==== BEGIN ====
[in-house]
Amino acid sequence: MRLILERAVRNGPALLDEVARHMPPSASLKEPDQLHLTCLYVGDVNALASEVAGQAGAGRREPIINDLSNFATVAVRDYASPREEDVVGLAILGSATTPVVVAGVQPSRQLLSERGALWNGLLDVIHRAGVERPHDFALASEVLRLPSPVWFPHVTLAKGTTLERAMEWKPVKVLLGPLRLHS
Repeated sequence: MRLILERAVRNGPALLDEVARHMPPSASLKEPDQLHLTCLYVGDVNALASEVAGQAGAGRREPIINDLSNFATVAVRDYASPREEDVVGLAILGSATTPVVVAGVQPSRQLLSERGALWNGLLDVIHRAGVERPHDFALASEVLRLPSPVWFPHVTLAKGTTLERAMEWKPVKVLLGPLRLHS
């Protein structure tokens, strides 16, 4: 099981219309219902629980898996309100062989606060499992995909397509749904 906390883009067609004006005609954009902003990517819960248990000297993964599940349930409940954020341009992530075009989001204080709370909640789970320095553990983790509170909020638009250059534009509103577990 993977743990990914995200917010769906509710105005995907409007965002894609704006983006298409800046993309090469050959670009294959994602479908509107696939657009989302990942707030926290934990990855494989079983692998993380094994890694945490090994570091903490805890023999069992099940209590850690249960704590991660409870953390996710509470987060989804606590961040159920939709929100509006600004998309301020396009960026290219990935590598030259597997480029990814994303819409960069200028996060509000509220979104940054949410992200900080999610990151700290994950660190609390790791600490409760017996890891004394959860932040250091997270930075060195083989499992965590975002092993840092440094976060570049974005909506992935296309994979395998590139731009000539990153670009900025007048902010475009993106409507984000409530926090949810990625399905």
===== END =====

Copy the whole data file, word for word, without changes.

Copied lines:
[in-house]
Amino acid sequence: MRLILERAVRNGPALLDEVARHMPPSASLKEPDQLHLTCLYVGDVNALASEVAGQAGAGRREPIINDLSNFATVAVRDYASPREEDVVGLAILGSATTPVVVAGVQPSRQLLSERGALWNGLLDVIHRAGVERPHDFALASEVLRLPSPVWFPHVTLAKGTTLERAMEWKPVKVLLGPLRLHS
Repeated sequence: MRLILERAVRNGPALLDEVARHMPPSASLKEPDQLHLTCLYVGDVNALASEVAGQAGAGRREPIINDLSNFATVAVRDYASPREEDVVGLAILGSATTPVVVAGVQPSRQLLSERGALWNGLLDVIHRAGVERPHDFALASEVLRLPSPVWFPHVTLAKGTTLERAMEWKPVKVLLGPLRLHS
């Protein structure tokens, strides 16, 4: 099981219309219902629980898996309100062989606060499992995909397509749904 906390883009067609004006005609954009902003990517819960248990000297993964599940349930409940954020341009992530075009989001204080709370909640789970320095553990983790509170909020638009250059534009509103577990 993977743990990914995200917010769906509710105005995907409007965002894609704006983006298409800046993309090469050959670009294959994602479908509107696939657009989302990942707030926290934990990855494989079983692998993380094994890694945490090994570091903490805890023999069992099940209590850690249960704590991660409870953390996710509470987060989804606590961040159920939709929100509006600004998309301020396009960026290219990935590598030259597997480029990814994303819409960069200028996060509000509220979104940054949410992200900080999610990151700290994950660190609390790791600490409760017996890891004394959860932040250091997270930075060195083989499992965590975002092993840092440094976060570049974005909506992935296309994979395998590139731009000539990153670009900025007048902010475009993106409507984000409530926090949810990625399905």